But the retired couple, should they choose to buy leasehold X, will instead have the freed up capital of $3.630 million to invest at 4% per annum for 33 years (future value = $13.240 million).
How much will freehold property Y appreciate in 33 years?
Theoretically it should be worth the compounded value of $3.630 million @ 4% for 33 years = $13.240 million.
So whether you decide on X or Y, the outcome should be similar.
Another way of looking at option X (buying leasehold) is to imagine that the buyer is buying the leasehold property to rent to herself for 33 years, being your own landlord.
The implicit rental is this case is $6,290 per month, for 33 years.
In financial calculations, knowledge about the power of compounding and discounting cash flows over long periods of time is non-intuitive.
Hence, many non-financial intellectuals can be forgiven for thinking that assets, when compounded/discounted at a risk adjusted “cost of capital”, appreciate/depreciate linearly instead of exponentially.
As a thought experiment, we use a 5% discount rate to compute the relationship between the PV and FV over a 99 year period.
$1 million 99 years from now is worth only about $8,000 today.
Which means HDB could theoretically promise to buy back every flat after 99 years for $500,000. When HDB sells a new flat each time, it makes a provision of $4,000 in today’s dollars.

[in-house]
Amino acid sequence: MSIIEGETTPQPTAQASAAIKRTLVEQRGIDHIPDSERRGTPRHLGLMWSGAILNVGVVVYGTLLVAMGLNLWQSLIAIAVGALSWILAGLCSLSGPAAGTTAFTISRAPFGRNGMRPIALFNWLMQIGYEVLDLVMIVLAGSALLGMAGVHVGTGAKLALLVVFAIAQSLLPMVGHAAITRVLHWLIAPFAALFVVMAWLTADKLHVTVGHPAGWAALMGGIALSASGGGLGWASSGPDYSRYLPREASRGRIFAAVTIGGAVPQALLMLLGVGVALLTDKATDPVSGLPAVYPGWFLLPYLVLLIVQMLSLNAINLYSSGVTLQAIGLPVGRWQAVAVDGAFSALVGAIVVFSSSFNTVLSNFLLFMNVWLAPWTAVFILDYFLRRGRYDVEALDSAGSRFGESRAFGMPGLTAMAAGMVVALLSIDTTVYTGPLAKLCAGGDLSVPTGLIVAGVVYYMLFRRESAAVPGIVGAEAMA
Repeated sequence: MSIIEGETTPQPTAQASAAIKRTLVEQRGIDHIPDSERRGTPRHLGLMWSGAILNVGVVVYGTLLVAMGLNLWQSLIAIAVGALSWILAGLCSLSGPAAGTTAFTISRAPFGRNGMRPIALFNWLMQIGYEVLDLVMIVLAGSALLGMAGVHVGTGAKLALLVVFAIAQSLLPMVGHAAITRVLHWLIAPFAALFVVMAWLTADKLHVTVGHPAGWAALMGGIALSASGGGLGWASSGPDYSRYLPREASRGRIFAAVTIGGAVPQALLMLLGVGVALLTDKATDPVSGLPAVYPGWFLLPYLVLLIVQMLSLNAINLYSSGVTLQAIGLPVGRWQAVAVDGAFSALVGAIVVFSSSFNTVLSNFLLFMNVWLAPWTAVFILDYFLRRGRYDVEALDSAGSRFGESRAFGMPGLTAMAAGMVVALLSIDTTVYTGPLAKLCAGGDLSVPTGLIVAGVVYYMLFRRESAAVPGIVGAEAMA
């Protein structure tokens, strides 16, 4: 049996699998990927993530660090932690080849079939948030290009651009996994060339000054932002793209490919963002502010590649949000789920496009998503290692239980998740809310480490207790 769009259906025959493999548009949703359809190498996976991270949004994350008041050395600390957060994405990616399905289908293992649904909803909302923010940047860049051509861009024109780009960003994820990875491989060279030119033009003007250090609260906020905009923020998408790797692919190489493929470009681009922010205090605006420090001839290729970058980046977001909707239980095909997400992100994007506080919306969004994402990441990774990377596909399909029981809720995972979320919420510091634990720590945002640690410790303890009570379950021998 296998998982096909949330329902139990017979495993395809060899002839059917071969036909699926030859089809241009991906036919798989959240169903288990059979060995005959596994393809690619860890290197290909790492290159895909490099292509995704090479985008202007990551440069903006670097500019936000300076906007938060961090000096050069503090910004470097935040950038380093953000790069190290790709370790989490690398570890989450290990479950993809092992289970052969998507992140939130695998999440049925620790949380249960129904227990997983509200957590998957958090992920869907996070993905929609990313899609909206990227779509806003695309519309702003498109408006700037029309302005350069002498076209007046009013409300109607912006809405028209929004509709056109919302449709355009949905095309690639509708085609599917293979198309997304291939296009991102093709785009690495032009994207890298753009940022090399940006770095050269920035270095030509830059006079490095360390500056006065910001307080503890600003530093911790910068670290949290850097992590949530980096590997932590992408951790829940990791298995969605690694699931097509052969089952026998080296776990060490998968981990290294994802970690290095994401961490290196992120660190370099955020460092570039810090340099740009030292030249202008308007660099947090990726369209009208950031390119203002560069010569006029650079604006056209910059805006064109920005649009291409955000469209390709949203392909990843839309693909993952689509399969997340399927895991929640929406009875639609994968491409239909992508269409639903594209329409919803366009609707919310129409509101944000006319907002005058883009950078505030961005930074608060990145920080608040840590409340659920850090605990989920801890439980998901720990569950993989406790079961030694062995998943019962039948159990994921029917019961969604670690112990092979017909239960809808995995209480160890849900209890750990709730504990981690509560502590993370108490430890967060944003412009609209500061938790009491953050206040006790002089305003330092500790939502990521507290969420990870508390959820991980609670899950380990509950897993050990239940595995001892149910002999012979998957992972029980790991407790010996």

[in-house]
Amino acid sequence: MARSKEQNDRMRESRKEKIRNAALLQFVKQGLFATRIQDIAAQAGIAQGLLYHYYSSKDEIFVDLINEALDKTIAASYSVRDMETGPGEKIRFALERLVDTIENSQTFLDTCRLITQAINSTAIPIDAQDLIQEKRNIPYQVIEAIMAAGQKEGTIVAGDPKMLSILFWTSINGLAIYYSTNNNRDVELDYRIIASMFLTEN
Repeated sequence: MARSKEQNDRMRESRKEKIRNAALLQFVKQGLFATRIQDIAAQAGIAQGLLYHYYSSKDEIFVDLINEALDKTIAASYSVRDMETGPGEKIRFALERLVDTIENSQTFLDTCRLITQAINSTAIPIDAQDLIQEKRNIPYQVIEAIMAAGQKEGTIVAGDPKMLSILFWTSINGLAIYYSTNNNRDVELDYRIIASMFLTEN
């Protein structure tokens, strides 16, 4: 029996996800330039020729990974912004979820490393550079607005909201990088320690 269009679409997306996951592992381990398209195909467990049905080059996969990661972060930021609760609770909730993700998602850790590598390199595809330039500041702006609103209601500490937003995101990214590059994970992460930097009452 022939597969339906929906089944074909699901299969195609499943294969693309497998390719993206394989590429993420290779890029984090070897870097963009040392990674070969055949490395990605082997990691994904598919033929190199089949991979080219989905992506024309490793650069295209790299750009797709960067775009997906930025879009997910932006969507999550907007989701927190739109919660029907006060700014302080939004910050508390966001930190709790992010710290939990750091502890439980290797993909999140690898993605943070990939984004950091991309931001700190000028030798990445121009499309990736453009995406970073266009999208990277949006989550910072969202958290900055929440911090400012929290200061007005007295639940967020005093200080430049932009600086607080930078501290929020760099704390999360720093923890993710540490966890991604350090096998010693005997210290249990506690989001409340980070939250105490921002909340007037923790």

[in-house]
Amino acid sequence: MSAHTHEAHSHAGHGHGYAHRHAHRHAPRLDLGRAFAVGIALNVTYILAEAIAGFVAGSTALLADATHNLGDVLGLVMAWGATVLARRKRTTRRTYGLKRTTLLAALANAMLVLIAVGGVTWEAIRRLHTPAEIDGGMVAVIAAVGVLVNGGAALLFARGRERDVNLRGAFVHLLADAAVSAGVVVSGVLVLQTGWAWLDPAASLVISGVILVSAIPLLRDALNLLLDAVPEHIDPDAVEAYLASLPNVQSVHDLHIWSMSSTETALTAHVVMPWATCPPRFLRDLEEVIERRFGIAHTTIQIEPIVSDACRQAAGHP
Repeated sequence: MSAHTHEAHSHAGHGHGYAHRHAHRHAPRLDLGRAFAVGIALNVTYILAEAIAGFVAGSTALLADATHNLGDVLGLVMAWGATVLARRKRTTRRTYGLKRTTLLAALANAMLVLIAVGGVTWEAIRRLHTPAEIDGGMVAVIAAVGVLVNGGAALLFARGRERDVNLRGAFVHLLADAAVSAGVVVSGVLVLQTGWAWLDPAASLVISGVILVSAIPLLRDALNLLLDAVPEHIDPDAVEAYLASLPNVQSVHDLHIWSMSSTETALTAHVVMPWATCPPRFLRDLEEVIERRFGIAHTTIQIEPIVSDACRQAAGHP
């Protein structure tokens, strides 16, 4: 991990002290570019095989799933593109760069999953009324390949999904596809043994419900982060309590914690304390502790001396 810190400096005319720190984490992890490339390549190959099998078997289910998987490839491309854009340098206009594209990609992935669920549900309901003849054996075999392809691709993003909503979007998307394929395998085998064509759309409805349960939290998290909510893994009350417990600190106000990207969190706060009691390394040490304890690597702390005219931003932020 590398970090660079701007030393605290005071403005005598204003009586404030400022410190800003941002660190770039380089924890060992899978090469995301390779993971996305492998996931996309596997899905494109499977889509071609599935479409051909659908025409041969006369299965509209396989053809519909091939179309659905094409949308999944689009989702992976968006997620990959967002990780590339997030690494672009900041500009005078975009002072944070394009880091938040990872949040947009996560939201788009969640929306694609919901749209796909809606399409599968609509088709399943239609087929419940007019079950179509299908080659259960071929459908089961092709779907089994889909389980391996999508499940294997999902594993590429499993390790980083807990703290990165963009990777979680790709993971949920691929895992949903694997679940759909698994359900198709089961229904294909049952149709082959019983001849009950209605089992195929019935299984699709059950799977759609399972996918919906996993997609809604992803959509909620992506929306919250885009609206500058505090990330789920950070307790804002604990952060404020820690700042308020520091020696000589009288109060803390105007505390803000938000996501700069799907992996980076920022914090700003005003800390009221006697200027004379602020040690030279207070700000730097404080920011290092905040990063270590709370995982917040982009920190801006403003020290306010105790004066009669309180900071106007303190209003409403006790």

The PV of $5,000 of cash inflows per year, over 33, 66 and 99 years, discounted at 5% per annum, are $80,000, 96,000 and 99,000 respectively.
The financial calculations above have shown us that cash received AFTER 33-39 years show an exponential decrease in value.
Although it is non intuitive, but the idea of buying a new HDB flat is actually similar to paying a sum of money upfront (PV) in exchange for a fixed annual stream of cash flow over 99 years.
This also explains why an HDB flat reaches its peak market value when it is 33-39 years old.
Be it a 99 year HDB leasehold or 33 private leasehold, the financial valuation principles are similar.
Unlike a pure landlord-tenant contract, the HDB flat “owner” is permitted to sell her flat at market price any time during the lease period.
Why does a new HDB flat appreciate the most during the first 33 – 39 years?
The financial implication of an HDB purchase is most impactful during the first 33 – 39 years.
The 99 year HDB lease is fair and generous.
Refer to the attached Bala’s table below. It shows that the value of any leasehold holds up well against the value of freehold for the first 33-39 years of the lease
This is consistent with discounting a fixed cash flow stream over a 99 year period – the present value of the first 33-39 years of cash flow is 80 percent of the entire 99 year stream.
Although this may not seem intuitive, it basically explains why the market value of an HDB flat rises to its peak level between 33-39 years of age.
This means that during the first 33-39 years of owning an HDB flat, the capital appreciation mirrors that of freehold property.
HDB is not purely a financial transaction between state and citizen. HDB policies impact nationhood, nation building and social-economic-political behaviour.
HDB upgrading, infrastructure boost and economic growth
HDB, like all real estate projects in Singapore, does well when the government improves liveability by building more shopping malls and subway lines, particularly the ones serving the HDB estate.